Social engineering: how hackers are using your open information

Published on 06 November 2017

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With social media, it’s now too easy to live a part of your life online.

While this may be good news for your online friends and the tech companies who want to sell you things, it’s also great news for hackers. Because, when used without caution, social media has the means to give criminals the arsenal they need to substantially magnify the effectiveness of their attacks.

Viral clicking

Employees are an important first line of defense against hacking. But they’re also the most vulnerable. While most employees know not to open suspicious emails, seemingly innocent links on social media are another story. Whether it’s discount vouchers, surveys with prizes if forwarded along, or fake recruiters asking for personal details on LinkedIn – people are often more trusting when clicking on links that appear to come from a friend. But once a link is clicked, it can quickly lead to malware being installed on a browser, revealing a user’s location, type of device and operating system. Information which can be handy for launching future attacks.

Without proper privacy settings and vigilance, social media posts can be used to pursue socially engineered fraud, launch targeted phishing campaigns, or commit identity theft. And even when posts are set to private, it’s still possible to be compromised. For example, say a crook gets hold of your Head of Finance’s personal Facebook account by posing as a high school acquaintance. From there, they can see what nickname he or she goes by, and what interests he or she might have. The crook can use this information to hack into their password and gain privileged access to other accounts.

Malicious attacks can also come in the form of bogus plugins. The Google Docs phishing scam in May this year fooled many Gmail users into handing over access to their email. And compromised third-party tools can lead to widespread damage. Earlier this year a number of prominent Twitter accounts, including Forbes and Amnesty International, were hacked to tweet Nazi-related messages after the Twitter analytics tool, Twitter Counter, was hacked.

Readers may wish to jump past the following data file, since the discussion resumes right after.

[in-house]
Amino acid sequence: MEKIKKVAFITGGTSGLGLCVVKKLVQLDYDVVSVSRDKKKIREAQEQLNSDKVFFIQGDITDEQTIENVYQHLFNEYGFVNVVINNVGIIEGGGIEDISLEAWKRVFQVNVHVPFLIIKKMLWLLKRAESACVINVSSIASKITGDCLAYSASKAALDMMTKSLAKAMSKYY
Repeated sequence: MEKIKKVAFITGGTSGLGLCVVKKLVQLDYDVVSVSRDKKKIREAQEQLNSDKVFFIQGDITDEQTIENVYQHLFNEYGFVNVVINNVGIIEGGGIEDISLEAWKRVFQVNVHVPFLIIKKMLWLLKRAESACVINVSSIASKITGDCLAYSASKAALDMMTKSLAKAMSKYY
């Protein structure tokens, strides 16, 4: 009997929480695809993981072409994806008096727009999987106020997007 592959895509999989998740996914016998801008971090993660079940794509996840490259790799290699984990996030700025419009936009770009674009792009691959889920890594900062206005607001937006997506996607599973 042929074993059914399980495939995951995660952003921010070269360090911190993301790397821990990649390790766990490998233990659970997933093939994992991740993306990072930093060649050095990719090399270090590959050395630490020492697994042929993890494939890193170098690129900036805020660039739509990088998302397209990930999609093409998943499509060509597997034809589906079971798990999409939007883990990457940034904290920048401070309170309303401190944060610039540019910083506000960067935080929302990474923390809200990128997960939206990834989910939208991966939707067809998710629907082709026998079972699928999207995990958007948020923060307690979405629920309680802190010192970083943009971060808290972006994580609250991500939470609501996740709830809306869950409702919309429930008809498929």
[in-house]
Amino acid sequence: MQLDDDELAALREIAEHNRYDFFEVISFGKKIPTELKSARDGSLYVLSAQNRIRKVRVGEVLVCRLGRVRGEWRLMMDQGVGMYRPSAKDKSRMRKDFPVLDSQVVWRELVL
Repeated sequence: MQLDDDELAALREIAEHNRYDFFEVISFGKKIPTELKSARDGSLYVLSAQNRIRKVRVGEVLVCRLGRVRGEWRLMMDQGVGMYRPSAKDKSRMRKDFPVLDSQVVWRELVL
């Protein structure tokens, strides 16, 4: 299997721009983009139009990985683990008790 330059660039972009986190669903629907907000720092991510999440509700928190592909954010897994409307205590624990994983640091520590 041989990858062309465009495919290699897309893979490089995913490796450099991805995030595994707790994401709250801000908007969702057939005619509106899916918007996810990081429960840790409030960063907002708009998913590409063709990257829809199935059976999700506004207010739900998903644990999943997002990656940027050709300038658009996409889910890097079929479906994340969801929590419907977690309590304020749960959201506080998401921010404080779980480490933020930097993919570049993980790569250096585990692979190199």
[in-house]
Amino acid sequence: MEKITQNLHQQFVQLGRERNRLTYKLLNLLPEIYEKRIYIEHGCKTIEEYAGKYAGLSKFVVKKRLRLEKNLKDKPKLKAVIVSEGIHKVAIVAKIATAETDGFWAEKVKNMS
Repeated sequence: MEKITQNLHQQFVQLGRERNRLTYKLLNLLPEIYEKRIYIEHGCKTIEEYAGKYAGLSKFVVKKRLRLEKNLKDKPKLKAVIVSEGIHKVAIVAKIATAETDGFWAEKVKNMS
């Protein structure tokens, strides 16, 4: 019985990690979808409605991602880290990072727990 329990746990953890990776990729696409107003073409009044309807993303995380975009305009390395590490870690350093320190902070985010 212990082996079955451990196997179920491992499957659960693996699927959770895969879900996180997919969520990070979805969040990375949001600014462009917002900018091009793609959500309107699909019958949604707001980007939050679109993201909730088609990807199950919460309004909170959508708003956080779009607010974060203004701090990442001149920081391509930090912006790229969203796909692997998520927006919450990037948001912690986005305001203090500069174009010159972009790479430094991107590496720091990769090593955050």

There’s also insight tools to consider. Today’s technology can scan an employee’s social media account to find out what their interests and tastes are. AI solutions can also scan an image to guess a person’s age and gender. And it doesn’t take a genius to figure out personal addresses through the electoral register and geotagged photos. Combined with the techniques above, these insights can be used to launch a highly personalized and sophisticated phishing scam.

Finally, there’s the old-school method of physical theft. By stealing someone’s phone, tablet or laptop, crooks have immediate access to social media profiles – unless adequate protections are put in place

Why vigilance is the way forward

Large investments in password-centered online security tools won’t necessarily do the trick, especially if employees continue to click on dubious links. And banning social media altogether will cause more harm than good, given the likely cultural backlash and employees tendency to use social media anyway.

Going forward, the best defense is a hybrid one. Businesses must foster a security-conscious culture through continuous training and education. There must be a social media policy in place that ensures all checks and balances are made before any information is shared on the company’s social media. And employers must also look at making sure their security solutions have the means to scan and stop malicious attacks in real time.

Remember, it’s not just the big corporate enterprises or government bodies that are at risk. While they may be the ones we hear most about in the news, the fact is that businesses of all sizes can be affected. LinkedIn, Twitter and Facebook aren’t just harmless distractions. When used without discretion, it can lead to potentially disastrous results.

Businesses and individuals alike should be wary. Here are some tips everyone can use to protect themselves and their businesses.


  1. Update passwords regularly

Social media passwords should all be unique and routinely updated. Don’t stick these on a note. A password manager may help.

  1. Be careful when handing out credentials

Third-party sites should all be treated with caution. Regularly check what sites your social media is linked with.

  1. Exercise caution on public Wi-Fi

BYOD means sensitive information can be accessed by anyone, anywhere, unless the right precautions are in place.

  1. Check privacy settings

Birthdays, family members and education can easily be found on social media and used to bypass security check questions in password recovery. Keep these hidden.

  1. Be vigilant

Check what your company is posting and make sure it can’t be used to socially engineer employees. A social media policy can help.

Download our whitepaper on Privileged Identity Theft for more information on protecting against hackers online.

by Balabit

Balabit, a One Identity business, is a leading provider of Privileged Access Management (PAM) and Log Management solutions. Founded in 2000, Balabit has a proven track record of helping businesses reduce the risk of data breaches associated with privileged accounts.

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“The [Balabit] solution’s strongest points are the privileged session management, recording and search, and applying policy filters to apps and commands typed by administrators on monitored sessions.”

– The Forrester Wave, Privileged Identity Management, Q3 2016, by Andras Cser